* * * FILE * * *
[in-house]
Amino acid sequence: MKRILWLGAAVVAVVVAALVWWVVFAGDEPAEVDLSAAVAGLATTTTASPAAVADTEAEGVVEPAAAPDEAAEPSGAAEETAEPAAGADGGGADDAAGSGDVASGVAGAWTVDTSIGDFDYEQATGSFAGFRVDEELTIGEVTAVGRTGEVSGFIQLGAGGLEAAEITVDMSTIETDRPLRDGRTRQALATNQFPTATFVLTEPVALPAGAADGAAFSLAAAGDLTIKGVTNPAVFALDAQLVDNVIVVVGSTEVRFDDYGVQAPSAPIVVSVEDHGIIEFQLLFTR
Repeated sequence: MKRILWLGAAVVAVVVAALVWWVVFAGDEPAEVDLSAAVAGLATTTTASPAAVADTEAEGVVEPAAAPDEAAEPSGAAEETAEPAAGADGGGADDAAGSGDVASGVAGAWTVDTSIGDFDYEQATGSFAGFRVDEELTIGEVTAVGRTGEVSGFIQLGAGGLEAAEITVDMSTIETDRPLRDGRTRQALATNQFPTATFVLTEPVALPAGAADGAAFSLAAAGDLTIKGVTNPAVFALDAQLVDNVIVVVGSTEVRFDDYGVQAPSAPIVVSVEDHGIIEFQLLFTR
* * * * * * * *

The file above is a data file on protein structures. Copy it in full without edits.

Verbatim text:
[in-house]
Amino acid sequence: MKRILWLGAAVVAVVVAALVWWVVFAGDEPAEVDLSAAVAGLATTTTASPAAVADTEAEGVVEPAAAPDEAAEPSGAAEETAEPAAGADGGGADDAAGSGDVASGVAGAWTVDTSIGDFDYEQATGSFAGFRVDEELTIGEVTAVGRTGEVSGFIQLGAGGLEAAEITVDMSTIETDRPLRDGRTRQALATNQFPTATFVLTEPVALPAGAADGAAFSLAAAGDLTIKGVTNPAVFALDAQLVDNVIVVVGSTEVRFDDYGVQAPSAPIVVSVEDHGIIEFQLLFTR
Repeated sequence: MKRILWLGAAVVAVVVAALVWWVVFAGDEPAEVDLSAAVAGLATTTTASPAAVADTEAEGVVEPAAAPDEAAEPSGAAEETAEPAAGADGGGADDAAGSGDVASGVAGAWTVDTSIGDFDYEQATGSFAGFRVDEELTIGEVTAVGRTGEVSGFIQLGAGGLEAAEITVDMSTIETDRPLRDGRTRQALATNQFPTATFVLTEPVALPAGAADGAAFSLAAAGDLTIKGVTNPAVFALDAQLVDNVIVVVGSTEVRFDDYGVQAPSAPIVVSVEDHGIIEFQLLFTR